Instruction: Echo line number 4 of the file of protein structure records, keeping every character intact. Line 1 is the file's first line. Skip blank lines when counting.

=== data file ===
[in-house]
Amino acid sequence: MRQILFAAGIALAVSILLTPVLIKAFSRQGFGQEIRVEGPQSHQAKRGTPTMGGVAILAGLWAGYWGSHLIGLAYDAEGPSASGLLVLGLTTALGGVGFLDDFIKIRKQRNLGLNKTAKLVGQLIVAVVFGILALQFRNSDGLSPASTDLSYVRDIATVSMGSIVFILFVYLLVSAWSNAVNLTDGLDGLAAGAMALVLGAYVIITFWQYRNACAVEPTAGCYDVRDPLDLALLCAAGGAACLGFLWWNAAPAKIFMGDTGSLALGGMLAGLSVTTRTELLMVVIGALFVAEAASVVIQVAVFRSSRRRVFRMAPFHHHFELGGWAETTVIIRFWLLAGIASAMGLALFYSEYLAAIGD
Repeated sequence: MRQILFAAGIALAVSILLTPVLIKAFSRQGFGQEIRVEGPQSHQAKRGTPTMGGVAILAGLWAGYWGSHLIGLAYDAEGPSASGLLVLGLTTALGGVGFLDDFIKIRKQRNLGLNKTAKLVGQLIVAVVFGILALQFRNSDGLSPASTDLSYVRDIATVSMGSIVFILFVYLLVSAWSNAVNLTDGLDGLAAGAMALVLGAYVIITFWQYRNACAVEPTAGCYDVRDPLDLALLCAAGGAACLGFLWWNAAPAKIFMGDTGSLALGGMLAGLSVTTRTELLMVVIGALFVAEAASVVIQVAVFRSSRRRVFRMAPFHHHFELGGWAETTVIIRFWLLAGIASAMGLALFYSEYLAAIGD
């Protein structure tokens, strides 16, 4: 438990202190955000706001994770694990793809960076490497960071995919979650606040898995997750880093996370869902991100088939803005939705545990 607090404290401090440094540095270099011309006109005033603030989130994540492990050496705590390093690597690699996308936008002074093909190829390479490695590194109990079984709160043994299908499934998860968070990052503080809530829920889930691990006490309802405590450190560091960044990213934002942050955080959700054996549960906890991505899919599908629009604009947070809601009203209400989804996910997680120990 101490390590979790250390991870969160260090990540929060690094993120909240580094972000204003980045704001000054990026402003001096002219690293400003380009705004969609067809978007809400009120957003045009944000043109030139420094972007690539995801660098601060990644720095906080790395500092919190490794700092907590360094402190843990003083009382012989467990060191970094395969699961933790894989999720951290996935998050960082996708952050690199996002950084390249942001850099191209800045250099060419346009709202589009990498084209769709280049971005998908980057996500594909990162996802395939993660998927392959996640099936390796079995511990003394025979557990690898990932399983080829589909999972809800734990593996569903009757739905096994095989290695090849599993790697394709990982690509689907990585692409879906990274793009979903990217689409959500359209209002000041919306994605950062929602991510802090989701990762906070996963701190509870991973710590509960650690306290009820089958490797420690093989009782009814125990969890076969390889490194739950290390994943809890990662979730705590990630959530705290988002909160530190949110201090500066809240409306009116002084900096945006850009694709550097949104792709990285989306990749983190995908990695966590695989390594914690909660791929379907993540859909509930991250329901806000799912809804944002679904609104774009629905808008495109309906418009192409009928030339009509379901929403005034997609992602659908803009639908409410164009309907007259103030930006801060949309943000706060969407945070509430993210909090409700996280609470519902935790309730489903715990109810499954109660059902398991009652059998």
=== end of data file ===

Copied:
């Protein structure tokens, strides 16, 4: 438990202190955000706001994770694990793809960076490497960071995919979650606040898995997750880093996370869902991100088939803005939705545990 607090404290401090440094540095270099011309006109005033603030989130994540492990050496705590390093690597690699996308936008002074093909190829390479490695590194109990079984709160043994299908499934998860968070990052503080809530829920889930691990006490309802405590450190560091960044990213934002942050955080959700054996549960906890991505899919599908629009604009947070809601009203209400989804996910997680120990 101490390590979790250390991870969160260090990540929060690094993120909240580094972000204003980045704001000054990026402003001096002219690293400003380009705004969609067809978007809400009120957003045009944000043109030139420094972007690539995801660098601060990644720095906080790395500092919190490794700092907590360094402190843990003083009382012989467990060191970094395969699961933790894989999720951290996935998050960082996708952050690199996002950084390249942001850099191209800045250099060419346009709202589009990498084209769709280049971005998908980057996500594909990162996802395939993660998927392959996640099936390796079995511990003394025979557990690898990932399983080829589909999972809800734990593996569903009757739905096994095989290695090849599993790697394709990982690509689907990585692409879906990274793009979903990217689409959500359209209002000041919306994605950062929602991510802090989701990762906070996963701190509870991973710590509960650690306290009820089958490797420690093989009782009814125990969890076969390889490194739950290390994943809890990662979730705590990630959530705290988002909160530190949110201090500066809240409306009116002084900096945006850009694709550097949104792709990285989306990749983190995908990695966590695989390594914690909660791929379907993540859909509930991250329901806000799912809804944002679904609104774009629905808008495109309906418009192409009928030339009509379901929403005034997609992602659908803009639908409410164009309907007259103030930006801060949309943000706060969407945070509430993210909090409700996280609470519902935790309730489903715990109810499954109660059902398991009652059998």